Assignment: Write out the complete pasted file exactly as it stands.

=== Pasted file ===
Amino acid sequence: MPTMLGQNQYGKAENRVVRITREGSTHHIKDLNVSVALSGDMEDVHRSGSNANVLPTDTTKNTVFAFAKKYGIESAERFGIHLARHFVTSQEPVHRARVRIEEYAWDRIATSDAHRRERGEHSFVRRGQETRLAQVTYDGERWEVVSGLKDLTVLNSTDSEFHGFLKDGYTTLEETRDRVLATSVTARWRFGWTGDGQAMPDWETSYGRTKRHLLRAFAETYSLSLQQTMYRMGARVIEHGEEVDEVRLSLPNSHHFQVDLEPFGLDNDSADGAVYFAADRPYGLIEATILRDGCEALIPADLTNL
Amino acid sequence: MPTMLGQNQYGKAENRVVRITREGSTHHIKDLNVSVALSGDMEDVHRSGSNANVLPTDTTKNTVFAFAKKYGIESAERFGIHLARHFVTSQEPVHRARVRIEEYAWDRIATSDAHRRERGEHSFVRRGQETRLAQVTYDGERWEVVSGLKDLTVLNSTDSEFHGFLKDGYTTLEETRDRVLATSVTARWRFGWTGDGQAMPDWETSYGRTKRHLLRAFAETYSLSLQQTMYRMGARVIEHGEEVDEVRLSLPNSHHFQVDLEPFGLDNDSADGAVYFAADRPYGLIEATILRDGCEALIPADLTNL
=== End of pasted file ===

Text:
Amino acid sequence: MPTMLGQNQYGKAENRVVRITREGSTHHIKDLNVSVALSGDMEDVHRSGSNANVLPTDTTKNTVFAFAKKYGIESAERFGIHLARHFVTSQEPVHRARVRIEEYAWDRIATSDAHRRERGEHSFVRRGQETRLAQVTYDGERWEVVSGLKDLTVLNSTDSEFHGFLKDGYTTLEETRDRVLATSVTARWRFGWTGDGQAMPDWETSYGRTKRHLLRAFAETYSLSLQQTMYRMGARVIEHGEEVDEVRLSLPNSHHFQVDLEPFGLDNDSADGAVYFAADRPYGLIEATILRDGCEALIPADLTNL
Amino acid sequence: MPTMLGQNQYGKAENRVVRITREGSTHHIKDLNVSVALSGDMEDVHRSGSNANVLPTDTTKNTVFAFAKKYGIESAERFGIHLARHFVTSQEPVHRARVRIEEYAWDRIATSDAHRRERGEHSFVRRGQETRLAQVTYDGERWEVVSGLKDLTVLNSTDSEFHGFLKDGYTTLEETRDRVLATSVTARWRFGWTGDGQAMPDWETSYGRTKRHLLRAFAETYSLSLQQTMYRMGARVIEHGEEVDEVRLSLPNSHHFQVDLEPFGLDNDSADGAVYFAADRPYGLIEATILRDGCEALIPADLTNL